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  Partner: Marshall Public Library
 Collection: Texas History Collection
[Cemetery in Harrison County]

[Cemetery in Harrison County]

Date: unknown
Creator: unknown
Description: An unidentified cemetery in Harrison County. It is known to be a traditionally African-American site. A cyclone fence is in the foreground. Rows of slabs are decorated with flowers and plants. Headstones can be seen in the distance. The cemetery appears to be neatly trimmed and has mature trees to create a park-like setting.
Contributing Partner: Marshall Public Library
[Rockefeller Hall at Bishop College, Marshall]

[Rockefeller Hall at Bishop College, Marshall]

Date: unknown
Creator: unknown
Description: Rockefeller Hall was a women's dormitory on the Bishop College campus when it was located in Marshall. The buildings no longer exist.
Contributing Partner: Marshall Public Library
[Marshall University, Marshall]

[Marshall University, Marshall]

Date: unknown
Creator: unknown
Description: Marshall University was one of Marshall's earliest schools. It was authorized by Sam Houston in 1842. In 1843 Peter Whetstone, founder of Marshall, gave ten acres of land for educational purposes. The plot is located on the corner of W. Houston and College St., where Marshall Junior High School stands today. The building shown in the picture was contracted in 1851. It served the community until 1910, when it closed its doors. The school was never a true university. It served educational needs of more youthful boys and girls. A historical marker on the campus recognizes the school's history and contributions.
Contributing Partner: Marshall Public Library
[Business in Marshall]

[Business in Marshall]

Date: unknown
Creator: unknown
Description: The "End Zone" was a business in Marshall, location unknown. It was a small one-story building that stood alone on the lot. It had two entrance doors and large windows. On a boarded window are the words, "Private for Members Only Guests Welcome." A picture is attached to another boarded window.
Contributing Partner: Marshall Public Library
[Thelma R. Williams, Marshall Educator]

[Thelma R. Williams, Marshall Educator]

Date: unknown
Creator: unknown
Description: Mrs. Thelma R. Williams taught "home and family life" courses at Pemberton High School in Marshall. At that time of segregation, Pemberton was an African-American school.
Contributing Partner: Marshall Public Library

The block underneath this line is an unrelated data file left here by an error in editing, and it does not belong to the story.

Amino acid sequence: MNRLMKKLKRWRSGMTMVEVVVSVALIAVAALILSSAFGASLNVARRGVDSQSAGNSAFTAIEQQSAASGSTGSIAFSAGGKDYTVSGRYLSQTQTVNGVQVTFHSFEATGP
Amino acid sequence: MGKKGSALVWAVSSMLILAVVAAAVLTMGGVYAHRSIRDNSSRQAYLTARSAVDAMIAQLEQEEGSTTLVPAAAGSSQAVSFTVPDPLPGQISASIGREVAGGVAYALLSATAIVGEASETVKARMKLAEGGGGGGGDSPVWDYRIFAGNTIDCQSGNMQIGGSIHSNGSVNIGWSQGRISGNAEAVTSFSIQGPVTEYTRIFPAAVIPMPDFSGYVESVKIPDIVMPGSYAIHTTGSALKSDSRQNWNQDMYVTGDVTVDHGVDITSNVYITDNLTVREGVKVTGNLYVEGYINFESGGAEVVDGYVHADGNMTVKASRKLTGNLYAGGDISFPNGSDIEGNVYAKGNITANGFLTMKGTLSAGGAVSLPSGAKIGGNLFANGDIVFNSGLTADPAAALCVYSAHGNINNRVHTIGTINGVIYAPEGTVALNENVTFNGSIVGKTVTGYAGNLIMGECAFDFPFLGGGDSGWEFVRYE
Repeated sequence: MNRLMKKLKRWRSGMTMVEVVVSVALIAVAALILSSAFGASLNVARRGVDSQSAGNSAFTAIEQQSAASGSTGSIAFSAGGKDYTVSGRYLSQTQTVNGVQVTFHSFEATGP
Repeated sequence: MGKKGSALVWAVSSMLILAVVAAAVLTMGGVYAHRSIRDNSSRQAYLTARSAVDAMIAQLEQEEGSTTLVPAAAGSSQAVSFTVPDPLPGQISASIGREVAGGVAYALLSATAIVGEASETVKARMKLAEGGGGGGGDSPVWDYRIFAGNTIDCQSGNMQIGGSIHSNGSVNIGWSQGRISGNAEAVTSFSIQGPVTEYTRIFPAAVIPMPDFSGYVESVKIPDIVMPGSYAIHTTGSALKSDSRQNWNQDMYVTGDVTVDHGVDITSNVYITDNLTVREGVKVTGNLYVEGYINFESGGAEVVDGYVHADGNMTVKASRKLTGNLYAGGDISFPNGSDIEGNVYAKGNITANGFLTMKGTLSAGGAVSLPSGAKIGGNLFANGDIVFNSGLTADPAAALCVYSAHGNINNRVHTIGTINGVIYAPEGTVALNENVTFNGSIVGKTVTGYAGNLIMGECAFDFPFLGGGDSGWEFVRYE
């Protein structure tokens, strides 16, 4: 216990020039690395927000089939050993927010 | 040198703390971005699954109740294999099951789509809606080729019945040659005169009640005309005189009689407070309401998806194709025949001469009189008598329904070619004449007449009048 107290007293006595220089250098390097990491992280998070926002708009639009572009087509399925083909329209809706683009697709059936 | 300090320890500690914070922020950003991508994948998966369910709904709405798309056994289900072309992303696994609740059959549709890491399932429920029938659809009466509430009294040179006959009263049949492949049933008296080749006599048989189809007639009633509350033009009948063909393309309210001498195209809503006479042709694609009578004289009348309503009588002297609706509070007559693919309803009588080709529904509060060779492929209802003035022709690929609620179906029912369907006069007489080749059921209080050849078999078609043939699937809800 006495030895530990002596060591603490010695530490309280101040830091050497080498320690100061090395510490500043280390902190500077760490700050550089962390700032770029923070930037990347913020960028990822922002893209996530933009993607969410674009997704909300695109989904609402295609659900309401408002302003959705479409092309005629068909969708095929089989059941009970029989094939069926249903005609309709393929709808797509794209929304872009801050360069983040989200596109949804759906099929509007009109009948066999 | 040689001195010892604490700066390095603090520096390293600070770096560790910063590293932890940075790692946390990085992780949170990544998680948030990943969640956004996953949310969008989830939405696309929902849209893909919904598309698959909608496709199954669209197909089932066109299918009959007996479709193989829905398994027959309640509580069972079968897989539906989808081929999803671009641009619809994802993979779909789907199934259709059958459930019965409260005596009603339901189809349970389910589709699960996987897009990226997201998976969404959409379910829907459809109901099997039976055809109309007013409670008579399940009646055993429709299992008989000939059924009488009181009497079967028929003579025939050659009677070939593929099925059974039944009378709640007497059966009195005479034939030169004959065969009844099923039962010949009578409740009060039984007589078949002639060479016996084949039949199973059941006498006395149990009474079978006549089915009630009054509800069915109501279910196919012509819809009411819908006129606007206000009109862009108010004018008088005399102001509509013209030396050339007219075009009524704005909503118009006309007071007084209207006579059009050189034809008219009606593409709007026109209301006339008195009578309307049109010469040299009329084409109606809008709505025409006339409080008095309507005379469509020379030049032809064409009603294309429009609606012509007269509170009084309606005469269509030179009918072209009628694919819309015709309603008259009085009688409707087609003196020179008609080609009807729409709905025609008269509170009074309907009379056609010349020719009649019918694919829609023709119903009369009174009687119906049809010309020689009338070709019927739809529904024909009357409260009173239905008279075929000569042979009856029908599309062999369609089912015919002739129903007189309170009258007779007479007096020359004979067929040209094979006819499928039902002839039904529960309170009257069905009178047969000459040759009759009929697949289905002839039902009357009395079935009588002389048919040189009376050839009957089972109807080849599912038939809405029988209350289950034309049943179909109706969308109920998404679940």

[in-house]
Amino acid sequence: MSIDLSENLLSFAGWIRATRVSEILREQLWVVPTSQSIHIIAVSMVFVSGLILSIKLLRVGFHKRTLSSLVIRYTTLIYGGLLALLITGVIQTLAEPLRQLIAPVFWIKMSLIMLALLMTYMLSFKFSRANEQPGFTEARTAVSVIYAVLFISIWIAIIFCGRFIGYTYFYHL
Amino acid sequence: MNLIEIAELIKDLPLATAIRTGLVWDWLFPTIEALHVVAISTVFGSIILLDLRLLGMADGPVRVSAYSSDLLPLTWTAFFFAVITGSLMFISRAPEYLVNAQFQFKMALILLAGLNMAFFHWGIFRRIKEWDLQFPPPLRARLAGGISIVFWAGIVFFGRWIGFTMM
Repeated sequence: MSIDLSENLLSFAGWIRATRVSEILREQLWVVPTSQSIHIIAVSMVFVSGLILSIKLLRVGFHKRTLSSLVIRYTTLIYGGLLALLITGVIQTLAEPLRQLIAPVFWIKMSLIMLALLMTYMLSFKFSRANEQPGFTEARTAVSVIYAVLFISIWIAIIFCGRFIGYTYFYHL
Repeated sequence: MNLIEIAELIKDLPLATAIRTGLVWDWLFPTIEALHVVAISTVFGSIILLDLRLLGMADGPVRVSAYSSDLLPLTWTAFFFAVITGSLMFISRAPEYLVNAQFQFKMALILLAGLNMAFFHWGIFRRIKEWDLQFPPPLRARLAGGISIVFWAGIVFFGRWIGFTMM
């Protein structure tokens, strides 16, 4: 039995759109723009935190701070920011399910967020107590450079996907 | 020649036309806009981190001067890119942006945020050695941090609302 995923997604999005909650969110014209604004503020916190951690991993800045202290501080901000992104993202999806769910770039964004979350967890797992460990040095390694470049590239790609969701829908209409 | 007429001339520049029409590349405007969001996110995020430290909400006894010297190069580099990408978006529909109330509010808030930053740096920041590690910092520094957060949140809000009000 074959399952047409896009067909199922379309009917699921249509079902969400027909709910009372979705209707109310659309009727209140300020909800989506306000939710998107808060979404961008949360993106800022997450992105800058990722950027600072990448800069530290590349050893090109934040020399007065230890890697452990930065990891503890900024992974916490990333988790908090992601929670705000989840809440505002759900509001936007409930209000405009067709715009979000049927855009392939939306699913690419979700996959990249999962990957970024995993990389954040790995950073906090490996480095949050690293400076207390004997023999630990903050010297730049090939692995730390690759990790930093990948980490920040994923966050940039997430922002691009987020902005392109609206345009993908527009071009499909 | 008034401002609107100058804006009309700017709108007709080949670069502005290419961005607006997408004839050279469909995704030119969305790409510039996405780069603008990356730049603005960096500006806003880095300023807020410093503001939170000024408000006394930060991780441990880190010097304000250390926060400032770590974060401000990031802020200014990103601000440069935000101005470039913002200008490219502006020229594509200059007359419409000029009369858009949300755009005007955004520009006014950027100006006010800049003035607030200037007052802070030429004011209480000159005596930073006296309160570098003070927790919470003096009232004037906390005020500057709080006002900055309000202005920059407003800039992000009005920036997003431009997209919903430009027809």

[Cemetery in Harrison County]

[Cemetery in Harrison County]

Date: unknown
Creator: unknown
Description: A cemetery in Harrison County has traditionally African-American use.
Contributing Partner: Marshall Public Library
[Carnegie Library at Wiley College, Marshall]

[Carnegie Library at Wiley College, Marshall]

Date: unknown
Creator: unknown
Description: The Carnegie Library in Marshall was located at Wiley College. It was built with a $15,000 grant obtained in 1907 by Dr. M. W. Dogan, a president of the college. In 1967 it was replaced by a more modern library. An interior view shows the reading area and stacks. The building has been preserved and is now the Wiley College Administration building.
Contributing Partner: Marshall Public Library
[PHS Most Studious Senior Girl and Boy, Barbara Lattimore and Rufus James]

[PHS Most Studious Senior Girl and Boy, Barbara Lattimore and Rufus James]

Date: unknown
Creator: unknown
Description: The "Most Studious Girl and Boy" are featured on this page from the Pemberton High School yearbook in Marshall.
Contributing Partner: Marshall Public Library
[Marietta B. Nelson, Marshall Educator]

[Marietta B. Nelson, Marshall Educator]

Date: unknown
Creator: unknown
Description: Mrs. Marietta B. Nelson taught typing and shorthand courses at Pemberton High School in Marshall. Pemberton, which was eventually merged with Marshall High School, was an African-American school before integration.
Contributing Partner: Marshall Public Library
[Jerusalem Baptist Church]

[Jerusalem Baptist Church]

Date: unknown
Creator: unknown
Description: Jerusalem Baptist Church is located at 1300 Billups St. in Marshall. It is within the historic New Town Neighborhood in the western section of the city. It is a traditionally African-American congregation. In 1874 when the church was established, the area was known as Hubbard's Hill. The present sanctuary was constructed in 1948. Of red brick, the central tower above the entrance has the words, "God Is Love."
Contributing Partner: Marshall Public Library